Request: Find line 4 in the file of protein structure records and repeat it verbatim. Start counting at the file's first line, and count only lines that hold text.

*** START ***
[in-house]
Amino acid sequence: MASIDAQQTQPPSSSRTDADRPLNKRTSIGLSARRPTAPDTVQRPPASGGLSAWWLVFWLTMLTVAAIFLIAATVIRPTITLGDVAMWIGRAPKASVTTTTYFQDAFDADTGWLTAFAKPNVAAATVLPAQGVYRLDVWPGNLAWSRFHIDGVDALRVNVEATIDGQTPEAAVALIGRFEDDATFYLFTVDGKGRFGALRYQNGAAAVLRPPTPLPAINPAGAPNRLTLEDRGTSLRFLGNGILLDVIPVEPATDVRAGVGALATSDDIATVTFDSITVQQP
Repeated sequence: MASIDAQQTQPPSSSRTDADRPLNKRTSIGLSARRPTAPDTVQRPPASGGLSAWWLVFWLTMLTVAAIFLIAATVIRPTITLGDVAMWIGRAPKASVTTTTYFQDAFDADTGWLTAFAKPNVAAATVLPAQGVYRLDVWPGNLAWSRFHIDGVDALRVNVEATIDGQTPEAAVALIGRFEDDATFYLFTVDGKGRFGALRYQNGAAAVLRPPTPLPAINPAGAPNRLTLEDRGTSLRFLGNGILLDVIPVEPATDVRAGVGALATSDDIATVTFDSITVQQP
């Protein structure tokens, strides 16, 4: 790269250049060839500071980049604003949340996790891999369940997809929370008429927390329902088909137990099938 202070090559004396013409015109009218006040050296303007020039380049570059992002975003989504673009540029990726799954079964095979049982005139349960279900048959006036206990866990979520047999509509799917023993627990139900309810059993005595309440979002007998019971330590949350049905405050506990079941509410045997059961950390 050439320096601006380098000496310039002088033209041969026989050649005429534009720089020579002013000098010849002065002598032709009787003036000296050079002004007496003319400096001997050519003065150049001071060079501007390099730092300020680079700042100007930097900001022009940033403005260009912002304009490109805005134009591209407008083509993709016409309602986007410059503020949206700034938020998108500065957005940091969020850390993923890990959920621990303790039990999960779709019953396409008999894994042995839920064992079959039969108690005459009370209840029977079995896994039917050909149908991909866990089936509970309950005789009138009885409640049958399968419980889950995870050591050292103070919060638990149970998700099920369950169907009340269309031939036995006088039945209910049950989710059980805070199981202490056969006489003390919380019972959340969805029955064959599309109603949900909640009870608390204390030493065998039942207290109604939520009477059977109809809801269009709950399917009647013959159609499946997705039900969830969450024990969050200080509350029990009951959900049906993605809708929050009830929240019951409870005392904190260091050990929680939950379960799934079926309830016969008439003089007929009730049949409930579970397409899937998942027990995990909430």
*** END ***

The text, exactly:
């Protein structure tokens, strides 16, 4: 790269250049060839500071980049604003949340996790891999369940997809929370008429927390329902088909137990099938 202070090559004396013409015109009218006040050296303007020039380049570059992002975003989504673009540029990726799954079964095979049982005139349960279900048959006036206990866990979520047999509509799917023993627990139900309810059993005595309440979002007998019971330590949350049905405050506990079941509410045997059961950390 050439320096601006380098000496310039002088033209041969026989050649005429534009720089020579002013000098010849002065002598032709009787003036000296050079002004007496003319400096001997050519003065150049001071060079501007390099730092300020680079700042100007930097900001022009940033403005260009912002304009490109805005134009591209407008083509993709016409309602986007410059503020949206700034938020998108500065957005940091969020850390993923890990959920621990303790039990999960779709019953396409008999894994042995839920064992079959039969108690005459009370209840029977079995896994039917050909149908991909866990089936509970309950005789009138009885409640049958399968419980889950995870050591050292103070919060638990149970998700099920369950169907009340269309031939036995006088039945209910049950989710059980805070199981202490056969006489003390919380019972959340969805029955064959599309109603949900909640009870608390204390030493065998039942207290109604939520009477059977109809809801269009709950399917009647013959159609499946997705039900969830969450024990969050200080509350029990009951959900049906993605809708929050009830929240019951409870005392904190260091050990929680939950379960799934079926309830016969008439003089007929009730049949409930579970397409899937998942027990995990909430």